John Callewaert is the director of the Integrated Assessment Center at the University of Michigan's Graham Institute for Sustainability. The Institute recently released a report looking at the options for regulating the fracking industry in Michigan.
Last week, a Michigan-made home video created a stir on the internet, particularly among animal lovers. It showed a pair of adult moose in Michigan’s Upper Peninsula being fed through the window of a cabin. According to Mlive, the resident says the moose have begun appearing daily, apparently expecting to be fed. The video offers a fascinating, close-up view of these extraordinary animals in or near the wild.
Killer shrimp might sound like the name of a B-grade horror film you’d see on the Syfy channel. But unlike Sharknadoes, the tiny crustacean poses a real threat, especially in the Great Lakes. Its voracious appetite has earned it a spot on the state’s recently updated banned species list, which identifies potential invasive aquatic pests.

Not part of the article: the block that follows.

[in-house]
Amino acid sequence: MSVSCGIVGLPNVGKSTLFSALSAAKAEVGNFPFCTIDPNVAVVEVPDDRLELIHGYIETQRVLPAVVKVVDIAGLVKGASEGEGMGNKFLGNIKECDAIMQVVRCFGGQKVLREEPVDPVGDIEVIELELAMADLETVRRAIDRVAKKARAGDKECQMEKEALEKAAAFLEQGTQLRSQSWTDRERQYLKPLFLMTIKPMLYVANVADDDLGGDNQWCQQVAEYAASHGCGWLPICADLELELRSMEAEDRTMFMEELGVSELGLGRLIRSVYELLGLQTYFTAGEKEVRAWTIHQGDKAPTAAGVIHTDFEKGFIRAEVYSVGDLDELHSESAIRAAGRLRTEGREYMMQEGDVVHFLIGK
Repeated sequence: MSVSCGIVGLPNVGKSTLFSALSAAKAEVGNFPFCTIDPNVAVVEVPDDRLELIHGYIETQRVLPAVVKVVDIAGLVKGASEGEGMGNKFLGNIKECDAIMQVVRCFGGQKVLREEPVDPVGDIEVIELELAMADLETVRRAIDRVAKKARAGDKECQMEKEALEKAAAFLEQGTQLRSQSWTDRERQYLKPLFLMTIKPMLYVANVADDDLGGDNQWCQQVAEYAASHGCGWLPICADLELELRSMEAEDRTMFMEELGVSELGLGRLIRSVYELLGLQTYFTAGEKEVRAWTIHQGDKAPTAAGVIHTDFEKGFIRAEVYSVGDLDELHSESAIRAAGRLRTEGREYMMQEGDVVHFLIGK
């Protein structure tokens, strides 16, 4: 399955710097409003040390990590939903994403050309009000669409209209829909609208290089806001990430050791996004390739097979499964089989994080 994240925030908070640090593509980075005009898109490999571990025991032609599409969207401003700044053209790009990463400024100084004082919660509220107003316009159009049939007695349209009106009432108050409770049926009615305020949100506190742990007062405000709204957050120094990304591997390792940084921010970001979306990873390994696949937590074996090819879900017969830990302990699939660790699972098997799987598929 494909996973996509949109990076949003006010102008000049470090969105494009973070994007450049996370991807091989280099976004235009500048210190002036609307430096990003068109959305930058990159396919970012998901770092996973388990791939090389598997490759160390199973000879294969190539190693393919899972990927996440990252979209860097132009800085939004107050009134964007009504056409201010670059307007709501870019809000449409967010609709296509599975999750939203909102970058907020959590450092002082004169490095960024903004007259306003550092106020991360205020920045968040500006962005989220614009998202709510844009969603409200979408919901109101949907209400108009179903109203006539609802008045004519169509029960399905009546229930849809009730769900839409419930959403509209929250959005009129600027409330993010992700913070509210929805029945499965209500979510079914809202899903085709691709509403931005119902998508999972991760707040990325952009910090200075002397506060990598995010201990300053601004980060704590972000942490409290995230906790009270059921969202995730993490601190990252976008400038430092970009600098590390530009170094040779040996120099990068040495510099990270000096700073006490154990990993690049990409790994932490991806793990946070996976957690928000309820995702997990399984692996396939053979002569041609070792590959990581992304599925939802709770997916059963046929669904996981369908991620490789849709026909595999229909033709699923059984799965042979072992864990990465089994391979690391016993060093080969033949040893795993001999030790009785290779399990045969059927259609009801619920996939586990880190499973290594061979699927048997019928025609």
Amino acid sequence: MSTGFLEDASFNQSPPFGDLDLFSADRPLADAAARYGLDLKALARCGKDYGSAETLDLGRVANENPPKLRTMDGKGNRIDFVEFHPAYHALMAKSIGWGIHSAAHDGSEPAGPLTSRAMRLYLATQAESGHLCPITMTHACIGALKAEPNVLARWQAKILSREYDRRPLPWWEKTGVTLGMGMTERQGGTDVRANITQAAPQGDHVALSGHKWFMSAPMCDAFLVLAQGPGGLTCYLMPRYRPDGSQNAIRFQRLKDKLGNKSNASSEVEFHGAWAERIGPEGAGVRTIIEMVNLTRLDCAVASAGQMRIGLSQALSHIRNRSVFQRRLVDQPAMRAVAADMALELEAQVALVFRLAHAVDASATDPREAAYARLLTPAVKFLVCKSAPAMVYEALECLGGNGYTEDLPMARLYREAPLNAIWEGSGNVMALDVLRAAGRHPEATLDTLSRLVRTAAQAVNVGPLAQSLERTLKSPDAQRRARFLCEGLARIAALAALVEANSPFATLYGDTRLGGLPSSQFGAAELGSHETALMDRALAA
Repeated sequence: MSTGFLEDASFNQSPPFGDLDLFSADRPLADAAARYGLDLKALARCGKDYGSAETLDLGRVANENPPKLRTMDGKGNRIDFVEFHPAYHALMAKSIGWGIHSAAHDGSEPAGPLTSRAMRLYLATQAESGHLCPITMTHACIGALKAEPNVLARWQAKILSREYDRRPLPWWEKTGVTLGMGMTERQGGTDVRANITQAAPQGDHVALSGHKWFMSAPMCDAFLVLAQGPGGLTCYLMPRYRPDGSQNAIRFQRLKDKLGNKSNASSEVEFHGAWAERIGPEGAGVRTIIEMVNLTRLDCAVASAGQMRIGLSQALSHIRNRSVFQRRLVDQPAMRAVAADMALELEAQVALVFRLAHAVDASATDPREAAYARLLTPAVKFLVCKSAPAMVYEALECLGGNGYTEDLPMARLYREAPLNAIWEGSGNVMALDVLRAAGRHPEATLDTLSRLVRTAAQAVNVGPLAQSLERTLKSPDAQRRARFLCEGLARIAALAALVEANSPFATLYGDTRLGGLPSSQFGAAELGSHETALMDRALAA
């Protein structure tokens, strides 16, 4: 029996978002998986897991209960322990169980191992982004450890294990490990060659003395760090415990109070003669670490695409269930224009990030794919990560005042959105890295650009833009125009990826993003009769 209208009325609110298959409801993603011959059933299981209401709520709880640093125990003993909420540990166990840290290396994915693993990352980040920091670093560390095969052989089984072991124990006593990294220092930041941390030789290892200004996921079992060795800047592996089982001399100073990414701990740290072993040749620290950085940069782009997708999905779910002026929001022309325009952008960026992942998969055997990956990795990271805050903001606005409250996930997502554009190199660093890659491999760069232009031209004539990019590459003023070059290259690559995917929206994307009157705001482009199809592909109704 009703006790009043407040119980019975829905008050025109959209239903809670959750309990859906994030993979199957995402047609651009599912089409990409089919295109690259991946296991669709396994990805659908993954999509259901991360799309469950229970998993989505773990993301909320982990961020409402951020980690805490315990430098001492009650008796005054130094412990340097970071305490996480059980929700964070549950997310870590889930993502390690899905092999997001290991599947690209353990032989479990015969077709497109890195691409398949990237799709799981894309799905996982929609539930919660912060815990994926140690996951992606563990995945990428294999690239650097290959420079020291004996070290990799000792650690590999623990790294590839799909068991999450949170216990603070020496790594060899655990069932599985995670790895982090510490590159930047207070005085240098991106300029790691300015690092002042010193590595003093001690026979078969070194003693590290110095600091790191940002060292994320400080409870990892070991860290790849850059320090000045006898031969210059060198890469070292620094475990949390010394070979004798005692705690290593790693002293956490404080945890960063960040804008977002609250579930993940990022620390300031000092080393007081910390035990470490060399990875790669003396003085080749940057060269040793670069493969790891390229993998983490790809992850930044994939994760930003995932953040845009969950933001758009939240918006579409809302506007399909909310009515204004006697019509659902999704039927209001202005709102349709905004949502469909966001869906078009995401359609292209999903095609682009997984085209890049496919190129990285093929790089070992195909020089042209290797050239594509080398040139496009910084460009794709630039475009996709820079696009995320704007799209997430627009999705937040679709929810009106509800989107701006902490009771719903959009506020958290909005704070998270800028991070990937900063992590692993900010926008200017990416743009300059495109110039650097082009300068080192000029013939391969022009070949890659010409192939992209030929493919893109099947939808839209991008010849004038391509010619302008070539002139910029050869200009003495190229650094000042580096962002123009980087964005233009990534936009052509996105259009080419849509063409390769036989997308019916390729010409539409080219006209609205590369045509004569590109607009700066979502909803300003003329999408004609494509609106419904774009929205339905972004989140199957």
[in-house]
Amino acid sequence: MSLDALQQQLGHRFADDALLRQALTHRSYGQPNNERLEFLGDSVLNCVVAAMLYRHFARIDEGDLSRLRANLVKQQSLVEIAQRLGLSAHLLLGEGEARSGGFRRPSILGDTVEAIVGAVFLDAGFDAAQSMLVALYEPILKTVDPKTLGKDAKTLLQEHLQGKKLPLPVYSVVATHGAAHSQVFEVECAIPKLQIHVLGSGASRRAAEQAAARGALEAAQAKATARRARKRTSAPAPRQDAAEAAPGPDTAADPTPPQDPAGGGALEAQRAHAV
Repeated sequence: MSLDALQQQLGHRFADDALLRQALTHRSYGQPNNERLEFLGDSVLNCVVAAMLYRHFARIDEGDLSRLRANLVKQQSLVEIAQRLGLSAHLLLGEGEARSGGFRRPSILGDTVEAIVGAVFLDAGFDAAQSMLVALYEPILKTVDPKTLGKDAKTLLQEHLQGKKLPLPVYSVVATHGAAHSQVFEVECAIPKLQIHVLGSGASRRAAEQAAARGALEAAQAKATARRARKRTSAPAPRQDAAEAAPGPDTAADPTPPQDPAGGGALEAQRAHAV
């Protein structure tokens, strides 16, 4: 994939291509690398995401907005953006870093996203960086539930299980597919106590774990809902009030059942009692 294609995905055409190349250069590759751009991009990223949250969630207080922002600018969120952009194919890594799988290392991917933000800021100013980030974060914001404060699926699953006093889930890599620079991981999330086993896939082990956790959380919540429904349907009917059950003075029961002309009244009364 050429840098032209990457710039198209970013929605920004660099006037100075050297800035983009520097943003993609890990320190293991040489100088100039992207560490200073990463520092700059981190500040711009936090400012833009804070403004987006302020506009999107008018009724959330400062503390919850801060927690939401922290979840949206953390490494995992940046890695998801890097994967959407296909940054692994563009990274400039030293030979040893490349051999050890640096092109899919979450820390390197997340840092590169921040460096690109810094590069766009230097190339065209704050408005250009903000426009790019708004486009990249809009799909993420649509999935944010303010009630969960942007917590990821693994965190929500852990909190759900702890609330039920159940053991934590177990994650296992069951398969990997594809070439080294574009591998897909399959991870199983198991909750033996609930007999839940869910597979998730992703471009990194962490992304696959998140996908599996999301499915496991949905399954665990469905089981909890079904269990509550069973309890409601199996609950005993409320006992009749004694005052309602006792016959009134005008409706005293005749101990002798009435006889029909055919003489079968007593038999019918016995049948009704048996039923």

Stopping new invasive species from taking hold in the basin has become a top priority for Michigan and other Great Lakes states. At the top of their hit list: Asian carp. The non-native fish have already infiltrated the Mississippi River system, crowding out native species and creating a nuisance for boaters.
The gray wolf was declared an endangered species in 1975 after overhunting decimated their population. After a decades long recovery, their numbers rebounded and they were taken off the Endangered Species List in 2012. Now some states, including Michigan, are considering using hunting as a way to control potential wolf human conflicts.